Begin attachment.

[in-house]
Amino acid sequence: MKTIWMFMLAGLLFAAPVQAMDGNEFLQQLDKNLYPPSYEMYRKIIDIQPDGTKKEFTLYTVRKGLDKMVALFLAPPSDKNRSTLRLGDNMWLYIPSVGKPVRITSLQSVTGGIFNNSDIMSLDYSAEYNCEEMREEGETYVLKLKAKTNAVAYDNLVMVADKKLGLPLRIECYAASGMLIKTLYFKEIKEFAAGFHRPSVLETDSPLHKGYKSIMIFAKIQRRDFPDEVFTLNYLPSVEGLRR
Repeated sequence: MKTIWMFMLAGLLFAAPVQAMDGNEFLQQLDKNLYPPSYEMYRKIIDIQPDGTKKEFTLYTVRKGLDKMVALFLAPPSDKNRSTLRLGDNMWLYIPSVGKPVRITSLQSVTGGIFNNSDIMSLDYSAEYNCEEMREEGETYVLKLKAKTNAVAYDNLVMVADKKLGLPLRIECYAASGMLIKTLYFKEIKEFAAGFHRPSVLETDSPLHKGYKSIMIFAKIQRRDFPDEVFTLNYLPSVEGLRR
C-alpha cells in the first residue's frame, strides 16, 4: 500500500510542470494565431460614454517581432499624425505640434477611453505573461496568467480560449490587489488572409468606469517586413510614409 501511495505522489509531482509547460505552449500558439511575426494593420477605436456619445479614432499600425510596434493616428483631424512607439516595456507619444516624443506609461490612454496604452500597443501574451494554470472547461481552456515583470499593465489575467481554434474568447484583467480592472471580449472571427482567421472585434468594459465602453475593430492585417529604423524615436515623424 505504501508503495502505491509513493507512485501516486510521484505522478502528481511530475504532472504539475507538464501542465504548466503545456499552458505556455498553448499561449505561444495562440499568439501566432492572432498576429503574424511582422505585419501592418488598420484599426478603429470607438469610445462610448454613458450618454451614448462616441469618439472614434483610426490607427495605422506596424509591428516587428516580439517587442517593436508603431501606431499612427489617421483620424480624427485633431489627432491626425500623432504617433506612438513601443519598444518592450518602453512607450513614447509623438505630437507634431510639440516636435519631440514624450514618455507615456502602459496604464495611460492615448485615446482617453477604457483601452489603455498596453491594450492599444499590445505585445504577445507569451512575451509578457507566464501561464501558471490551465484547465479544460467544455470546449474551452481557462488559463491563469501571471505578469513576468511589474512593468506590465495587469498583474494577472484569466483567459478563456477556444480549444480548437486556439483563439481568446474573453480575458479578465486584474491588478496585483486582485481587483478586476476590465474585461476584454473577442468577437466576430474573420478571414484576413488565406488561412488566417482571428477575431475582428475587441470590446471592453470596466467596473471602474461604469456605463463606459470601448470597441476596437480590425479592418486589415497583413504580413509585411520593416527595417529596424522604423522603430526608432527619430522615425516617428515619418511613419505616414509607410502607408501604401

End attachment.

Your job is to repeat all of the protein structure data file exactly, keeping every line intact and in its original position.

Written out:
[in-house]
Amino acid sequence: MKTIWMFMLAGLLFAAPVQAMDGNEFLQQLDKNLYPPSYEMYRKIIDIQPDGTKKEFTLYTVRKGLDKMVALFLAPPSDKNRSTLRLGDNMWLYIPSVGKPVRITSLQSVTGGIFNNSDIMSLDYSAEYNCEEMREEGETYVLKLKAKTNAVAYDNLVMVADKKLGLPLRIECYAASGMLIKTLYFKEIKEFAAGFHRPSVLETDSPLHKGYKSIMIFAKIQRRDFPDEVFTLNYLPSVEGLRR
Repeated sequence: MKTIWMFMLAGLLFAAPVQAMDGNEFLQQLDKNLYPPSYEMYRKIIDIQPDGTKKEFTLYTVRKGLDKMVALFLAPPSDKNRSTLRLGDNMWLYIPSVGKPVRITSLQSVTGGIFNNSDIMSLDYSAEYNCEEMREEGETYVLKLKAKTNAVAYDNLVMVADKKLGLPLRIECYAASGMLIKTLYFKEIKEFAAGFHRPSVLETDSPLHKGYKSIMIFAKIQRRDFPDEVFTLNYLPSVEGLRR
C-alpha cells in the first residue's frame, strides 16, 4: 500500500510542470494565431460614454517581432499624425505640434477611453505573461496568467480560449490587489488572409468606469517586413510614409 501511495505522489509531482509547460505552449500558439511575426494593420477605436456619445479614432499600425510596434493616428483631424512607439516595456507619444516624443506609461490612454496604452500597443501574451494554470472547461481552456515583470499593465489575467481554434474568447484583467480592472471580449472571427482567421472585434468594459465602453475593430492585417529604423524615436515623424 505504501508503495502505491509513493507512485501516486510521484505522478502528481511530475504532472504539475507538464501542465504548466503545456499552458505556455498553448499561449505561444495562440499568439501566432492572432498576429503574424511582422505585419501592418488598420484599426478603429470607438469610445462610448454613458450618454451614448462616441469618439472614434483610426490607427495605422506596424509591428516587428516580439517587442517593436508603431501606431499612427489617421483620424480624427485633431489627432491626425500623432504617433506612438513601443519598444518592450518602453512607450513614447509623438505630437507634431510639440516636435519631440514624450514618455507615456502602459496604464495611460492615448485615446482617453477604457483601452489603455498596453491594450492599444499590445505585445504577445507569451512575451509578457507566464501561464501558471490551465484547465479544460467544455470546449474551452481557462488559463491563469501571471505578469513576468511589474512593468506590465495587469498583474494577472484569466483567459478563456477556444480549444480548437486556439483563439481568446474573453480575458479578465486584474491588478496585483486582485481587483478586476476590465474585461476584454473577442468577437466576430474573420478571414484576413488565406488561412488566417482571428477575431475582428475587441470590446471592453470596466467596473471602474461604469456605463463606459470601448470597441476596437480590425479592418486589415497583413504580413509585411520593416527595417529596424522604423522603430526608432527619430522615425516617428515619418511613419505616414509607410502607408501604401